Saturday, June 12, 2010
This blog is a followup from my last one where I presented the actual still life, the black and white or notan, value study and now discussing the painting in color. It is imperative to maintain the value structure in this painting because some of these colors are so difficult to get. Trying to obtain the right color mixtures and at the same time as the right value is almost impossible. The student (all of us) must keep the painting in the correct value or all is doomed. What is the shadow color on the main yellow flower to the right middle? Some green, some red, some raw sienna, little yellow, etc, I can't describe all the colors I used--at times I experiment over and over again. The other forms were easier. The background in cool greyed color so they don't compete with the subject matter. The detail in these roses were the most beautiful things I could imagine.
Other notes in still life: Have one flower be the star--if they are all detailed and pretty, you will lose punch. If everyone is screaming in the chorus, who will hear the soprano? Note the lower flower on the table cloth-I angled down so it becomes a lead in. It was straight across the table. Alway look for a way into the painting, and a way out, although keep it subordinate to the lead in. If possible, have two or three flowers touching or off the edge (not in this one) for interest and mystery. Lose edges where ever possible. Let your big masses communicate with each other and make sure there is harmony-especially a balance of warms and cool (there is in this one). More on that in another blog.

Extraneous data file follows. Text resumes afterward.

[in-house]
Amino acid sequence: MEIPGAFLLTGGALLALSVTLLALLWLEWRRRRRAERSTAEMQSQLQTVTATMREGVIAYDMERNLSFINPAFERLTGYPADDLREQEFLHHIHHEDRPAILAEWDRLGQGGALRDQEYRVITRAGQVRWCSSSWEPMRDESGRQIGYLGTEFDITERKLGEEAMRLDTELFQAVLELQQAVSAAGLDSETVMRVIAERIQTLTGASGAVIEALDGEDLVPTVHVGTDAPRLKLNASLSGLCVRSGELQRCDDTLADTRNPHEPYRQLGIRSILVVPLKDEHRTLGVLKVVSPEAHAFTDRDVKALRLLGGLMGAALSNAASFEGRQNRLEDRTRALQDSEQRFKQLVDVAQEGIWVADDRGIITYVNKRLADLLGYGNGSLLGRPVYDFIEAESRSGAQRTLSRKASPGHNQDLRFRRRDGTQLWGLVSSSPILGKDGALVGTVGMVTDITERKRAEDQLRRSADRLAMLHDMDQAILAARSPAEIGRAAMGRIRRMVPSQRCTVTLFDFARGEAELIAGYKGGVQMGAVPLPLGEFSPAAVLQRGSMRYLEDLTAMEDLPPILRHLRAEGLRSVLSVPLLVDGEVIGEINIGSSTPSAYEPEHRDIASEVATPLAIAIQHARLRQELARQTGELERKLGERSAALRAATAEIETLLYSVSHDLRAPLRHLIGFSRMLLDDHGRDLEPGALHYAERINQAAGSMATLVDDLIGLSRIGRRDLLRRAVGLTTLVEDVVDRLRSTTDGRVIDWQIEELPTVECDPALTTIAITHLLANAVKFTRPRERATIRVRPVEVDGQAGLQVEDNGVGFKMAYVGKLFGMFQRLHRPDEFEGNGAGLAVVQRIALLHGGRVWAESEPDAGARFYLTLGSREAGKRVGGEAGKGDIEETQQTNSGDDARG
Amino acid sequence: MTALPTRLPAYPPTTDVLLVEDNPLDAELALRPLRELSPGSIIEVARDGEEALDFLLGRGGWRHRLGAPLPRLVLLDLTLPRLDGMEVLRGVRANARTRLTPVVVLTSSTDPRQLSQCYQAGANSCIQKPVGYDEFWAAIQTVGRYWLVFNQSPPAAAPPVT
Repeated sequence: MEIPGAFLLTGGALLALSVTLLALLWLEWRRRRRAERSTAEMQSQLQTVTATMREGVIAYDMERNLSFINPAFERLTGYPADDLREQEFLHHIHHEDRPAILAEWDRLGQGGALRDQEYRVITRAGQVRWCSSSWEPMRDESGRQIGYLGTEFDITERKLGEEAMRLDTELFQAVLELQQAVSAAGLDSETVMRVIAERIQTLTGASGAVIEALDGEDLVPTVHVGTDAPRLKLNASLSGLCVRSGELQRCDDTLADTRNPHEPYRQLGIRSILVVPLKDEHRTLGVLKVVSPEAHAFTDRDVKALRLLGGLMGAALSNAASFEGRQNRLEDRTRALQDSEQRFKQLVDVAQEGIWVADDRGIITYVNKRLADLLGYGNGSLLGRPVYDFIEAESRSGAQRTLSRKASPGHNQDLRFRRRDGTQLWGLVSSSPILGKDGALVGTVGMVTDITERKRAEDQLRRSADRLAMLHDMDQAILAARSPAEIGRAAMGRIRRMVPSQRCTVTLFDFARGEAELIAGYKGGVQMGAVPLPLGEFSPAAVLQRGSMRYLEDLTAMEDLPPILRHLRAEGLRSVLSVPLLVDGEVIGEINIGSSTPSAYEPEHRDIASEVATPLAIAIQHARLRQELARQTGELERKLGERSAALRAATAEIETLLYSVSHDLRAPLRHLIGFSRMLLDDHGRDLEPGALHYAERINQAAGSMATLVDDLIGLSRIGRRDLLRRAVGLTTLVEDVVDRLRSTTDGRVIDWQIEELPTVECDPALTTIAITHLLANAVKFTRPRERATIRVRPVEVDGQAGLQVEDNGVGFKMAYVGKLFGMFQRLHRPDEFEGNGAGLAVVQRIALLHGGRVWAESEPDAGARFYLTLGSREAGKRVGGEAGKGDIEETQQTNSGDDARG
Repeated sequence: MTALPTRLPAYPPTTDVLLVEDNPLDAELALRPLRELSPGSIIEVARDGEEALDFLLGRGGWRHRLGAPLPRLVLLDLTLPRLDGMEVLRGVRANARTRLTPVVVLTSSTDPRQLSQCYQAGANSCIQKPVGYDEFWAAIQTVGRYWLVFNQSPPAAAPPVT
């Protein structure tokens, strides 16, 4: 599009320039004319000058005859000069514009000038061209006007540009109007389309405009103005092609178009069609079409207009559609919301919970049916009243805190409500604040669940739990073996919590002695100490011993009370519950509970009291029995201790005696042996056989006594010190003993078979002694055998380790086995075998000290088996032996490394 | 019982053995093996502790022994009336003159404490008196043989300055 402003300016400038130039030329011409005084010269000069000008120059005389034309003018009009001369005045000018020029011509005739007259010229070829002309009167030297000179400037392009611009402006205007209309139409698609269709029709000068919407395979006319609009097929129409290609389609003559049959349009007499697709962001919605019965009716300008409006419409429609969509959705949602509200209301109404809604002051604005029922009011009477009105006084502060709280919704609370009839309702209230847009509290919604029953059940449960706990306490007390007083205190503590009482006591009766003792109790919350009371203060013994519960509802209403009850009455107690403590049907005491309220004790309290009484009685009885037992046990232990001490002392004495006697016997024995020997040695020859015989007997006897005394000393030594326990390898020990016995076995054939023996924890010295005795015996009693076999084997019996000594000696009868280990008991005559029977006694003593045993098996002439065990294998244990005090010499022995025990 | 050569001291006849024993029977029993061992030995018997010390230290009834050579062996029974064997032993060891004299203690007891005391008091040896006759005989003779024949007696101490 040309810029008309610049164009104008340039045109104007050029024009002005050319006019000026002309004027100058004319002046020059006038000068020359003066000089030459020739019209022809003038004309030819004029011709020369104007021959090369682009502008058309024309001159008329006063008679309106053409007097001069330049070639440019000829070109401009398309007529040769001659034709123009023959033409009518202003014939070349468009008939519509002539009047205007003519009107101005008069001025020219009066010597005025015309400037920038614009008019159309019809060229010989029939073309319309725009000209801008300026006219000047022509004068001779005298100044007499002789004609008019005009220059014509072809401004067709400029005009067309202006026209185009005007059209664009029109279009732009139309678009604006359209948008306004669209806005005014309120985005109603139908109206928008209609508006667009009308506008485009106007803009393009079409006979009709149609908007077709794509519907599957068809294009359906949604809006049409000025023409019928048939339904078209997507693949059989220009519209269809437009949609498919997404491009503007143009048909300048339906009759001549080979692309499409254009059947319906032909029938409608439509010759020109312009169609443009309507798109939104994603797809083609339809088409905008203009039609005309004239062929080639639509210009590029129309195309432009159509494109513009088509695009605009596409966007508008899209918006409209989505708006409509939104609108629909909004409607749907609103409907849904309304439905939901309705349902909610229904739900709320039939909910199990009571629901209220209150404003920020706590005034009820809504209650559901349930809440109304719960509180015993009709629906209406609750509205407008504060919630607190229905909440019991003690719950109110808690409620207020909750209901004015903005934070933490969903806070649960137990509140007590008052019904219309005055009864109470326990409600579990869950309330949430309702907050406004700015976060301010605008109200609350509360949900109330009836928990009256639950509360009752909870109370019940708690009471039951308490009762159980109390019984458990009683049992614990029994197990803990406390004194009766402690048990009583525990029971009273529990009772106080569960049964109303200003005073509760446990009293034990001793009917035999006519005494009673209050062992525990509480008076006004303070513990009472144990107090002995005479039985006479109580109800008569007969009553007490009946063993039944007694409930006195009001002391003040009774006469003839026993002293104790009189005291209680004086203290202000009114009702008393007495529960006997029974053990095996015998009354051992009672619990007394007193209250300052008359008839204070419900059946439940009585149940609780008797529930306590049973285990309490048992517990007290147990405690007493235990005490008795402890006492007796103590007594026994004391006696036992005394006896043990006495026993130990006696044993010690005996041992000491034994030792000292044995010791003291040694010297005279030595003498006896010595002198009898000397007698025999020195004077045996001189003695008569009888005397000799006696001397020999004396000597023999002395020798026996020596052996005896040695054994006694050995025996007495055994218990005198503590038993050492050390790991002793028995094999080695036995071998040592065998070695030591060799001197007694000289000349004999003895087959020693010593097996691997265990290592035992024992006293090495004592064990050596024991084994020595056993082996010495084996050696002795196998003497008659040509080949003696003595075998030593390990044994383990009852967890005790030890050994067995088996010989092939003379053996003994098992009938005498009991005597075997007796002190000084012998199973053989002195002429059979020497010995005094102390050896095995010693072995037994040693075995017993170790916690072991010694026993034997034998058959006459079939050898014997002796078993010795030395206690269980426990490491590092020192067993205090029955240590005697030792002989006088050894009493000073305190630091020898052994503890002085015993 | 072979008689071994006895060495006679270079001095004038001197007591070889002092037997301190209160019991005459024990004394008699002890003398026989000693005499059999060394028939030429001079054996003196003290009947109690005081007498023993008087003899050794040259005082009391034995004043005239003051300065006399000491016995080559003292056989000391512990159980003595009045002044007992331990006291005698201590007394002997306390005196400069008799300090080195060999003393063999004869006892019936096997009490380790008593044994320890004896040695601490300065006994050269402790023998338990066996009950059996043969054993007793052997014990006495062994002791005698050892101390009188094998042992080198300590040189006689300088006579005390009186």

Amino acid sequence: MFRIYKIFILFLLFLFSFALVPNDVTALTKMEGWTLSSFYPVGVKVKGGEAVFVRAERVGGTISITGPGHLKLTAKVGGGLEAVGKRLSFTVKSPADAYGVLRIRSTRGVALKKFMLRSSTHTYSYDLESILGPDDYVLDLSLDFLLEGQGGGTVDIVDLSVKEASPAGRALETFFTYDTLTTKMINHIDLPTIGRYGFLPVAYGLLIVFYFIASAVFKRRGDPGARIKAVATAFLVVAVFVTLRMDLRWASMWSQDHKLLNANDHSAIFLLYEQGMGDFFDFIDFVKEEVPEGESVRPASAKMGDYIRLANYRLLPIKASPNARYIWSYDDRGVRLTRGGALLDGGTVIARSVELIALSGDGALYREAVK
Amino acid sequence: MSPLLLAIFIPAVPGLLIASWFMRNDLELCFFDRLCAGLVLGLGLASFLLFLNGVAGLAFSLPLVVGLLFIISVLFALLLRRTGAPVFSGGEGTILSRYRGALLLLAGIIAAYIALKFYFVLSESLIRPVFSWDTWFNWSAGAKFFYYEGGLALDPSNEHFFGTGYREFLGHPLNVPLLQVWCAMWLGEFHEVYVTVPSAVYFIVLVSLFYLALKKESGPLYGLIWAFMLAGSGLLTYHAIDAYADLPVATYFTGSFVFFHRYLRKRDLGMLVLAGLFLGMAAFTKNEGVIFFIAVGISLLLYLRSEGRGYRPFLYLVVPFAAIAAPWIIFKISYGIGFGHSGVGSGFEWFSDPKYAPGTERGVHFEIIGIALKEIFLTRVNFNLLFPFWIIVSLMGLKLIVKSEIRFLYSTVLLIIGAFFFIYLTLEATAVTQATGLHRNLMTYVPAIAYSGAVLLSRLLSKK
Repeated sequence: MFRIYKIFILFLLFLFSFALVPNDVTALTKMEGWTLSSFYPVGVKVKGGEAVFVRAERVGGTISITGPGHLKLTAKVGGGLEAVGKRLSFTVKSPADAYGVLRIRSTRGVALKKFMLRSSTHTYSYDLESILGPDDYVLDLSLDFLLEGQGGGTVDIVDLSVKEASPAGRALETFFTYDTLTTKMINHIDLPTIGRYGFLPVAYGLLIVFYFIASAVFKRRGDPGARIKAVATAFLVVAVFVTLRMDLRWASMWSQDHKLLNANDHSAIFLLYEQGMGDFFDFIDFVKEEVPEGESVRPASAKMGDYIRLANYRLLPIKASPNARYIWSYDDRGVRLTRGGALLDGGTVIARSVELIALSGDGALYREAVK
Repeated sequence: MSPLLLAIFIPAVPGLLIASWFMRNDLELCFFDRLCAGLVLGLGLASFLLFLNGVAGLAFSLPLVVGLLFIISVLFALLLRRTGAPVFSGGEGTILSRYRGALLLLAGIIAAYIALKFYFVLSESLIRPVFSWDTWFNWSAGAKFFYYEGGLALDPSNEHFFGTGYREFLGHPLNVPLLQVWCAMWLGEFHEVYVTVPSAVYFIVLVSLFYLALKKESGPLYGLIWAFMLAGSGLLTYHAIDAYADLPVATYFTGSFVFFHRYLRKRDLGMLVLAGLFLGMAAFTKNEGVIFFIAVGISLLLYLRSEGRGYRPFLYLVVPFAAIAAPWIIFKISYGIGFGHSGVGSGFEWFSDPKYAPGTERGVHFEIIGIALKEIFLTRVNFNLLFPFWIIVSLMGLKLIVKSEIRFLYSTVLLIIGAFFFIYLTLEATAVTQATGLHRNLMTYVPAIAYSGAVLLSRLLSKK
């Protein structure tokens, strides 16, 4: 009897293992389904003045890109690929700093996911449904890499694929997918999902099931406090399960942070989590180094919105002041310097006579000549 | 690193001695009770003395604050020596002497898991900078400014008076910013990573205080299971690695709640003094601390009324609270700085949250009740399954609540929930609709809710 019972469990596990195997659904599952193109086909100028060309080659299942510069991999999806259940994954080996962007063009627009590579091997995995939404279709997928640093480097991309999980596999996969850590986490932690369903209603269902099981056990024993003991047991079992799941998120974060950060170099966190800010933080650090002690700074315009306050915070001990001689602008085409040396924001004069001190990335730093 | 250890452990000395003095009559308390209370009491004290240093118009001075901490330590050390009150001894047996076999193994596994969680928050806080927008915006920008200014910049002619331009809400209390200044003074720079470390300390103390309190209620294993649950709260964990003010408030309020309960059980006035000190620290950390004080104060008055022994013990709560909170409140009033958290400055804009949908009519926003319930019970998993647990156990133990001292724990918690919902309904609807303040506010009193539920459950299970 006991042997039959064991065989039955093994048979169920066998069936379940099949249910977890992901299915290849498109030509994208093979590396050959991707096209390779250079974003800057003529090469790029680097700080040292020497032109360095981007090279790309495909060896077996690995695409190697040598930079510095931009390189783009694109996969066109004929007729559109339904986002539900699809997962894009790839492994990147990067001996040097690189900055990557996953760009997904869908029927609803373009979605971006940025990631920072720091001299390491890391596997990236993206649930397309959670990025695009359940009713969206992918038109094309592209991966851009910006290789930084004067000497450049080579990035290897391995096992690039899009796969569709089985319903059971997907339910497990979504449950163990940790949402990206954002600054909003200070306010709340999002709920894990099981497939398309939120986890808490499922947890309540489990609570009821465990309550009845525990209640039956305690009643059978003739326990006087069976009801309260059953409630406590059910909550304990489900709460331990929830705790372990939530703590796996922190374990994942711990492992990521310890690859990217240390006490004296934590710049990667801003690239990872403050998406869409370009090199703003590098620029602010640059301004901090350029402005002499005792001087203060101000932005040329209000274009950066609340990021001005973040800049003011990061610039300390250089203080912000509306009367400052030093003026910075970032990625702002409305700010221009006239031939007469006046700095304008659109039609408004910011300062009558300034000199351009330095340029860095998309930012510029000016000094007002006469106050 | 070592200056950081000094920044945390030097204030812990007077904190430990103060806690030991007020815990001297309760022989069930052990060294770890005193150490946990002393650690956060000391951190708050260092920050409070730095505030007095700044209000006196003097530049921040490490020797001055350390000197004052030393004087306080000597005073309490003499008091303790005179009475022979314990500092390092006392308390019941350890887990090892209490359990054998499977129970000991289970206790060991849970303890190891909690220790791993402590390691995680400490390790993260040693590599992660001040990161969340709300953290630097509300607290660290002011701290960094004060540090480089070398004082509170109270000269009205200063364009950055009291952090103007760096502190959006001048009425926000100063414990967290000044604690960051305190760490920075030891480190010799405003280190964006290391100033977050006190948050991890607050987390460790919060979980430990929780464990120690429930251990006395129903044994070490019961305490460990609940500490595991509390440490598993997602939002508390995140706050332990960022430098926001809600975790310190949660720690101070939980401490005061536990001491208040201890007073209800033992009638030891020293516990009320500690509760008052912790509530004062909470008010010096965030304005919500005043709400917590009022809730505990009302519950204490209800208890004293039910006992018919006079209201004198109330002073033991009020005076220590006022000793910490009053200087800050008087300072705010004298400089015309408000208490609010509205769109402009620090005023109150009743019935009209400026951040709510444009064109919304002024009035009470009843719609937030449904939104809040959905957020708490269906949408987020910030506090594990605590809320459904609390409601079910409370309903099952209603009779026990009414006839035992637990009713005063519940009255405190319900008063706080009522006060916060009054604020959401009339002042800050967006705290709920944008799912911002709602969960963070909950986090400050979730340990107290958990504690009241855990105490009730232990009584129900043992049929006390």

Mother nature amazes and humbles me constantly. I hope this helps your understanding of still lifes and take a workshop!! We review these principles and others on fridays.
Wednesday, June 2, 2010
This blog is about values-lights and darks and how they affect the structure of a painting. To get depth, contrasts, thus excitement in a painting in working with color, beginning artists get tricked into the beautiful colors. I teach them to stay in the value structure- lights and darks of a painting, starting with darks then moving into lights. With such beautiful color as above, taken during my class last week, it is very easy to become seduced by such rich variety of color, as in the picture above left. The mature artist knows they must first grasp the values or notan ( a Japonese term meaning light and dark harmony) structure as my friend Barry from Virtual Art Academy would say. This notan understands the darks and lights and how they interweave to form an interesting pattern (or not as the subject would display). On the black and white photo on the right, notice the light coming down from middle, then lightly touching the rose in the middle. Nice shadow in front of the vase. Now if this pattern isn't pleasing, adjust the notan, perhaps by darking the rose, the background, or vase, etc. The rich, beautiful color afforded in the still life is a no brainer--beautiful rich variety but the studious artist must hold back, do a value study or take a black and white photo.
Note a new workshop is at Folsom Art Association in 'October 14-16, 2010. Sign up now. One last note is interplay between warm and cools. Does this have a good balance? I think it does, although I might purposefully grey down some of the warm temperature in the background, maybe add a light blue or grey blue to tie into the Vase in the middle. More on warms and cools later. Just saw the impressionists museum last thursday in SF at the De Young museuem--fantastic show, try and see it.